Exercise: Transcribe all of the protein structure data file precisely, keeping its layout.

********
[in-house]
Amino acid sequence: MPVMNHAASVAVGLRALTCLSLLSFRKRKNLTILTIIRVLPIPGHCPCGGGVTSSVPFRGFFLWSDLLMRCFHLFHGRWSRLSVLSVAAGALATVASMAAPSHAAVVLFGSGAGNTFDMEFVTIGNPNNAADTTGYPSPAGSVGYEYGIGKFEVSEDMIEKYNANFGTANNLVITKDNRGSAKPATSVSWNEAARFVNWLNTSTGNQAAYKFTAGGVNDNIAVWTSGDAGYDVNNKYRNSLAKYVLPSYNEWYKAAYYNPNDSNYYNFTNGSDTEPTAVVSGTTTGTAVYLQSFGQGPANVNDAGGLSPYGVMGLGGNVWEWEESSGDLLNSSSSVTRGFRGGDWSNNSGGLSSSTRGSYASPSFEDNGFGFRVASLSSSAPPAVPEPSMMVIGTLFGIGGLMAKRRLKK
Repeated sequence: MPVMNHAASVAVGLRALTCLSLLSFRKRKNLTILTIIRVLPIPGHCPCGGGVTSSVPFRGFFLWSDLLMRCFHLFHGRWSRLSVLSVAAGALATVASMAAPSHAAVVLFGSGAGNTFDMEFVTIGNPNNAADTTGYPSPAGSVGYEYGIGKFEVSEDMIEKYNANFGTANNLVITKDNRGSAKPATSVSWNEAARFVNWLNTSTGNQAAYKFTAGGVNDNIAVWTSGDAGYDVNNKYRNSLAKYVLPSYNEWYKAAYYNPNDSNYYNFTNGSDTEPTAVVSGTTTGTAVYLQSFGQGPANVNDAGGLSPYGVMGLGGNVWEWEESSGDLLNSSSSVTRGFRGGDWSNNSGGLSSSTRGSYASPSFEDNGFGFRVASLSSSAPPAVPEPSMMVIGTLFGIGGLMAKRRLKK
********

[in-house]
Amino acid sequence: MPVMNHAASVAVGLRALTCLSLLSFRKRKNLTILTIIRVLPIPGHCPCGGGVTSSVPFRGFFLWSDLLMRCFHLFHGRWSRLSVLSVAAGALATVASMAAPSHAAVVLFGSGAGNTFDMEFVTIGNPNNAADTTGYPSPAGSVGYEYGIGKFEVSEDMIEKYNANFGTANNLVITKDNRGSAKPATSVSWNEAARFVNWLNTSTGNQAAYKFTAGGVNDNIAVWTSGDAGYDVNNKYRNSLAKYVLPSYNEWYKAAYYNPNDSNYYNFTNGSDTEPTAVVSGTTTGTAVYLQSFGQGPANVNDAGGLSPYGVMGLGGNVWEWEESSGDLLNSSSSVTRGFRGGDWSNNSGGLSSSTRGSYASPSFEDNGFGFRVASLSSSAPPAVPEPSMMVIGTLFGIGGLMAKRRLKK
Repeated sequence: MPVMNHAASVAVGLRALTCLSLLSFRKRKNLTILTIIRVLPIPGHCPCGGGVTSSVPFRGFFLWSDLLMRCFHLFHGRWSRLSVLSVAAGALATVASMAAPSHAAVVLFGSGAGNTFDMEFVTIGNPNNAADTTGYPSPAGSVGYEYGIGKFEVSEDMIEKYNANFGTANNLVITKDNRGSAKPATSVSWNEAARFVNWLNTSTGNQAAYKFTAGGVNDNIAVWTSGDAGYDVNNKYRNSLAKYVLPSYNEWYKAAYYNPNDSNYYNFTNGSDTEPTAVVSGTTTGTAVYLQSFGQGPANVNDAGGLSPYGVMGLGGNVWEWEESSGDLLNSSSSVTRGFRGGDWSNNSGGLSSSTRGSYASPSFEDNGFGFRVASLSSSAPPAVPEPSMMVIGTLFGIGGLMAKRRLKK